Whether your interest lies in food growing, wildlife gardening or creating picture-perfect flower beds, composting could be your missing link.
Categorised as green or organic waste, our food scraps and garden cuttings are anything but rubbish! When allowed to recycle naturally, these become a great source of nutrients which will fertilize your garden and provide food and habitat for visiting wildlife.
Read on to find out why composting is not only good for the environment, but for our own mental and physical well-being too!
We have also enclosed a quick easy guide on how to get started with your composting bin.
What is composting?
Composting is the breakdown of organic matter as a result of an aerobic process over a few weeks, resulting in a rich earthy mulch. Waste from food products naturally biodegrade – meaning they decompose naturally, providing essential food for wildlife and nutrients absorbed by the soil. Three things needed for composting – organic waste, air and water – create the right environment for the microorganisms, insects and bacteria. Two types of food waste are associated with composting – known as brown and green waste. Brown waste includes coffee grounds, paper/cardboard, wood shavings and dead leaves. Examples of green waste are grass trimmings, eggshells, tea leaves and fruit/veg leftovers. Unfortunately, we humans throw away a whopping 9.5 million tonnes of food waste a year to the landfill!
What is wrong with food waste ending up in landfill?
Organic waste accumulates in landfills and does more damage than many of us are unaware of. Landfills bury organic waste, limiting the airflow required for the natural decomposing process. Instead, it releases methane, which is 28 – 36 times more damaging to our environment than carbon dioxide.
By composting and letting it break down naturally through an aerated process, we can reduce the amount of methane that we produce. Many people are unaware of how organic waste contributes to global warming, but the good news is that if more of us compost, we can help tackle climate change and the best part is that it’s easy to do!
What are the benefits for me?
Composting has several benefits, not only for the planet but for us as well. Commercially grown fruit and veg not only contain more pesticides, but they also have reduced nutrients. Studies show that veg grown in poor soil contain fewer nutrients versus nutrient-abundant soil. Composting offers a way to boost soil quality without harsh chemicals whilst providing a healthy way to exercise and connect with nature. So if you’re a keen gardener, investing your time in composting is a great way to boost your soil quality.
Can I still compost if I don’t have a garden?
Absolutely! You can set up an indoor compost quite easily and we love this guide from oddbox.
If you do not have a garden, there are also alternatives like community gardening or allotments that provide great spaces for growing your food and composting. It can also be a great way to get involved with your local community and meet new people.
What do I need to get started?:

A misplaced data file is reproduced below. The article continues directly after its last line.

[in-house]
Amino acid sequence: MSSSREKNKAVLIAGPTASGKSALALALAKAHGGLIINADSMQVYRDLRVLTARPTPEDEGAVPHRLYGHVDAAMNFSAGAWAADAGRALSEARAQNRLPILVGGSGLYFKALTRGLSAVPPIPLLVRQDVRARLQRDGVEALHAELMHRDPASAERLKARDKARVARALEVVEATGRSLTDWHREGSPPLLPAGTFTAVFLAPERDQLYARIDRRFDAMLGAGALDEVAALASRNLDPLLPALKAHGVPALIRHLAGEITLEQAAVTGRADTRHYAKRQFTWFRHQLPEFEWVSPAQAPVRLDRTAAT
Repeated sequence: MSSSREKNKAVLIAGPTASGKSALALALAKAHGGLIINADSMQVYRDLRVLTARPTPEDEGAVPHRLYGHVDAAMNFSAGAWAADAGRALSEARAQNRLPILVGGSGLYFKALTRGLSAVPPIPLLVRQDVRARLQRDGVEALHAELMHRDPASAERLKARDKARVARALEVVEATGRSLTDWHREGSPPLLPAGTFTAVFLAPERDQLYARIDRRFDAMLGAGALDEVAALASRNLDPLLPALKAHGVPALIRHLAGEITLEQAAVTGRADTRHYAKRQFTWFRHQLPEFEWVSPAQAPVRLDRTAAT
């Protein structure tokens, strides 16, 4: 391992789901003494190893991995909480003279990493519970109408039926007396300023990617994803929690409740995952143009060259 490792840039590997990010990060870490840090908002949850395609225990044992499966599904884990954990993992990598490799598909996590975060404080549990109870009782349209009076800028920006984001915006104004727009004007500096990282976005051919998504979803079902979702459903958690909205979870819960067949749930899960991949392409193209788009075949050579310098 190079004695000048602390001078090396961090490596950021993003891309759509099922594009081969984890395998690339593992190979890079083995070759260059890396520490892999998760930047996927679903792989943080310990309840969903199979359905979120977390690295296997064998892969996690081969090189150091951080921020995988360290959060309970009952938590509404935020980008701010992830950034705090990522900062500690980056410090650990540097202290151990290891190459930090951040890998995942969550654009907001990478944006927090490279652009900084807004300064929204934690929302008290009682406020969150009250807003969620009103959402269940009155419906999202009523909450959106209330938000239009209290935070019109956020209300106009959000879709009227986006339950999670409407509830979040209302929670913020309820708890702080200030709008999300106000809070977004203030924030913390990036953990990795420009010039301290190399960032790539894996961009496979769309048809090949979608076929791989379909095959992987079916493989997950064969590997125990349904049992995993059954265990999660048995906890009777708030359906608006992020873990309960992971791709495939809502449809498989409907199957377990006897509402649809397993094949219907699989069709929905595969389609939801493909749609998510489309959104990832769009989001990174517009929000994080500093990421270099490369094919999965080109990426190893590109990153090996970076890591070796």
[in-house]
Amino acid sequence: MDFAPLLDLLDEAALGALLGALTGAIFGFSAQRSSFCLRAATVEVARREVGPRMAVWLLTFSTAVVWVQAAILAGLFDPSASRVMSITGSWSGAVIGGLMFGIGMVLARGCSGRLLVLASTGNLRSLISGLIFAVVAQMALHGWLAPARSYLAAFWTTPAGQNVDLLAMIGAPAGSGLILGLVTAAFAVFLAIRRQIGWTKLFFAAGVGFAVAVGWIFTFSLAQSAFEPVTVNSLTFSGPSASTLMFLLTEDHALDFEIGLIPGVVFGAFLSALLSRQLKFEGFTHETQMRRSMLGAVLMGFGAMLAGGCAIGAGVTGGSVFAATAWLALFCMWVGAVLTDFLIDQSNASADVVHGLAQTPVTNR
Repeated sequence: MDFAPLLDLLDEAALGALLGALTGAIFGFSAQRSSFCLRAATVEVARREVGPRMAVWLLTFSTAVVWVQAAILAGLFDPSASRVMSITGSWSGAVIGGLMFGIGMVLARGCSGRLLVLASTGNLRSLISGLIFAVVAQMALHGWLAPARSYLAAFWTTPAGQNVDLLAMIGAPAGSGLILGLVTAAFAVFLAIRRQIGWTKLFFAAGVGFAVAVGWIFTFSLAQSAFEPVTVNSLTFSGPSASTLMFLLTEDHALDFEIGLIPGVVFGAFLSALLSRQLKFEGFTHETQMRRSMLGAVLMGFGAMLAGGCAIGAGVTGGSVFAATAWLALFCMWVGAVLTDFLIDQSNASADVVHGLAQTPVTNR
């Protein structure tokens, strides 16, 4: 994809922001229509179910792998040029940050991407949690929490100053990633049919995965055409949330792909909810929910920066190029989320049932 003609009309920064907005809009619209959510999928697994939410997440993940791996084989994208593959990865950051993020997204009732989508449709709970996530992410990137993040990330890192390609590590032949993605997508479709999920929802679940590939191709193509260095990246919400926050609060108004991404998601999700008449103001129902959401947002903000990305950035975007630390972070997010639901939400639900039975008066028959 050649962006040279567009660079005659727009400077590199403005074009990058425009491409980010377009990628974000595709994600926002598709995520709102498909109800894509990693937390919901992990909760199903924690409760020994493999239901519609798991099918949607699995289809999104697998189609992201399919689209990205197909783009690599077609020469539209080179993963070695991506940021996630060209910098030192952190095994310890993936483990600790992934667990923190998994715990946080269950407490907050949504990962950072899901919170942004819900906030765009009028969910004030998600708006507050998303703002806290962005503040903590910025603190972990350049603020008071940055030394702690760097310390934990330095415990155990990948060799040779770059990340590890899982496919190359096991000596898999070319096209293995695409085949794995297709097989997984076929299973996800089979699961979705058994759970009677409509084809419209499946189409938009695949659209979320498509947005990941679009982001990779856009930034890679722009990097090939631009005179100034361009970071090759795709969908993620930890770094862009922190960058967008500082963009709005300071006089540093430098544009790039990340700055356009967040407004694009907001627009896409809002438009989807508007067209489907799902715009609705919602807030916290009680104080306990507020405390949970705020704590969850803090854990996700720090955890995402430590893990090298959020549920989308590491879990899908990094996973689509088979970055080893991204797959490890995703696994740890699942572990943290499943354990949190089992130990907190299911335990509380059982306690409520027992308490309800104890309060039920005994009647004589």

- A composting bin (Ideally one that has an opening at the bottom to access ready-made compost)
- Green waste
How to get started
Collecting organic waste
A good starting point is to keep a small bin in your kitchen to collect organic waste. Whenever you finish cooking, scrape the scraps into it until it’s ready to be thrown into your compost bin outside.
Collect brown waste by gradually adding organic brown waste materials into a designated bin outside so you can add these to the compost bin as and when needed.
Before putting materials in your bin, ensure they’re cut/ripped up into small pieces so they can break down faster.
Choosing a spot to build or place your compost bin
Whether in the sun or shade, ensure that the spot you choose should be easily accessible to continue depositing matter and water into it when needed. Bins can be bought online, from a garden centre or built yourself. Wood, cinder blocks, barrels or tumblers can all make adequate composting bins.
Build your compost heap
Start with several inches (up to 5) of brown waste so it can aerate and add layers of green and brown waste (like lasagne). Finally, always leave a brown waste layer of more than 4 inches at the top.
How to maintain
Ensure your compost heap is reasonably moist (but not soaking), aerated and smells earthy.
- If the pile is too dry, the breakdown rate will slow, so be sure to sprinkle it with water and turn it to aerate it.
- If a bad odour occurs, it is too wet. Try adding brown waste and turning it to increase air circulation.
- If the compost pile is not heating up (warmth is a sign that breakdown activity is underway), then add more green waste and turn the pile.
If you take these steps and maintain your compost pile, then once the food scraps disappear, keep it for a few months (still tending to it when needed).
Once it’s turned into a soft crumbly brown
material, you will have nutrient-rich soil ready to use in no time
Composting is an amazing way to get outside and improve both mental and physical well-being. So, get outside, have fun and get growing!